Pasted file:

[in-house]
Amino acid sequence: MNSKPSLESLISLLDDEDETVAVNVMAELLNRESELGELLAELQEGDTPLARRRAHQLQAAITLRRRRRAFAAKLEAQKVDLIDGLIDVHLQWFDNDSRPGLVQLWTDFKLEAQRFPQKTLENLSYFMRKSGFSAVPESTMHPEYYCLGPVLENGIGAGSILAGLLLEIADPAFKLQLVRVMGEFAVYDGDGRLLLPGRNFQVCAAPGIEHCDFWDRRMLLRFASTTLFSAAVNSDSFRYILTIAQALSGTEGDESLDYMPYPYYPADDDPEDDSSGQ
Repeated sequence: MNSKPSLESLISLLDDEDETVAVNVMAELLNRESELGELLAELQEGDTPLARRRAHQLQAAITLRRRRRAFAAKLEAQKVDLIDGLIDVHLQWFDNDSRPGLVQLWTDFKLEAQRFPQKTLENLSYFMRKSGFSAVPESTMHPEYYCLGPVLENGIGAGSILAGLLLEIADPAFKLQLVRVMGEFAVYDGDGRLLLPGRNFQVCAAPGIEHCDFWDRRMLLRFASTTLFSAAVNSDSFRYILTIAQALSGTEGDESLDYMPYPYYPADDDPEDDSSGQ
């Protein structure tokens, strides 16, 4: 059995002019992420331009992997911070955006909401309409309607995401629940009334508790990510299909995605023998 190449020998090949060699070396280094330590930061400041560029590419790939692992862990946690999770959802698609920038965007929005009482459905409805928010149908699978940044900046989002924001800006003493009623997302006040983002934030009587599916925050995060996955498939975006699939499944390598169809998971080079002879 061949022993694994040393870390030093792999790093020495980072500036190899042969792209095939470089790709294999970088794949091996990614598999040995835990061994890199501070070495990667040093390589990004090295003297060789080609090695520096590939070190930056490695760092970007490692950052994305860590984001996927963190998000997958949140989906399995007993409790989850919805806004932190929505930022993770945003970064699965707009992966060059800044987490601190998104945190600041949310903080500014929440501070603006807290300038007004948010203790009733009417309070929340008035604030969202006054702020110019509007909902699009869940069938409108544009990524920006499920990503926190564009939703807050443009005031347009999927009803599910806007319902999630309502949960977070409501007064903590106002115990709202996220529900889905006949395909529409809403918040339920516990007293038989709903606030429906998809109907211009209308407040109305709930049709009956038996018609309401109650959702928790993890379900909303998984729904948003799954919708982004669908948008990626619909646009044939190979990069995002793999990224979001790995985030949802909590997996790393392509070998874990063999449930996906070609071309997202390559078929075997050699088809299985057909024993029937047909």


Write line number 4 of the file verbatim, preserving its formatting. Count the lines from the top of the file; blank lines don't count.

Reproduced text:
């Protein structure tokens, strides 16, 4: 059995002019992420331009992997911070955006909401309409309607995401629940009334508790990510299909995605023998 190449020998090949060699070396280094330590930061400041560029590419790939692992862990946690999770959802698609920038965007929005009482459905409805928010149908699978940044900046989002924001800006003493009623997302006040983002934030009587599916925050995060996955498939975006699939499944390598169809998971080079002879 061949022993694994040393870390030093792999790093020495980072500036190899042969792209095939470089790709294999970088794949091996990614598999040995835990061994890199501070070495990667040093390589990004090295003297060789080609090695520096590939070190930056490695760092970007490692950052994305860590984001996927963190998000997958949140989906399995007993409790989850919805806004932190929505930022993770945003970064699965707009992966060059800044987490601190998104945190600041949310903080500014929440501070603006807290300038007004948010203790009733009417309070929340008035604030969202006054702020110019509007909902699009869940069938409108544009990524920006499920990503926190564009939703807050443009005031347009999927009803599910806007319902999630309502949960977070409501007064903590106002115990709202996220529900889905006949395909529409809403918040339920516990007293038989709903606030429906998809109907211009209308407040109305709930049709009956038996018609309401109650959702928790993890379900909303998984729904948003799954919708982004669908948008990626619909646009044939190979990069995002793999990224979001790995985030949802909590997996790393392509070998874990063999449930996906070609071309997202390559078929075997050699088809299985057909024993029937047909």